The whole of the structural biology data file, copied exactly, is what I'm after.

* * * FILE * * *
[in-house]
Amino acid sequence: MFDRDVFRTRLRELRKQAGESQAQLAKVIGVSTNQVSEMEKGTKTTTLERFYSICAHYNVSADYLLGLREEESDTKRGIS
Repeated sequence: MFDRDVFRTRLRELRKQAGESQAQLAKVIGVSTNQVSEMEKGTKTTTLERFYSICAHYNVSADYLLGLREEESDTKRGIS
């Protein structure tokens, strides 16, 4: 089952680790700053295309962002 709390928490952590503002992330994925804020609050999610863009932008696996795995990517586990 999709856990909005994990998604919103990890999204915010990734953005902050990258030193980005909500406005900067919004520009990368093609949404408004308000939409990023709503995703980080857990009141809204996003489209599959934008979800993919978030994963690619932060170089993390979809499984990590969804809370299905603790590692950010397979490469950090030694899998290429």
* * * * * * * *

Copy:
[in-house]
Amino acid sequence: MFDRDVFRTRLRELRKQAGESQAQLAKVIGVSTNQVSEMEKGTKTTTLERFYSICAHYNVSADYLLGLREEESDTKRGIS
Repeated sequence: MFDRDVFRTRLRELRKQAGESQAQLAKVIGVSTNQVSEMEKGTKTTTLERFYSICAHYNVSADYLLGLREEESDTKRGIS
């Protein structure tokens, strides 16, 4: 089952680790700053295309962002 709390928490952590503002992330994925804020609050999610863009932008696996795995990517586990 999709856990909005994990998604919103990890999204915010990734953005902050990258030193980005909500406005900067919004520009990368093609949404408004308000939409990023709503995703980080857990009141809204996003489209599959934008979800993919978030994963690619932060170089993390979809499984990590969804809370299905603790590692950010397979490469950090030694899998290429």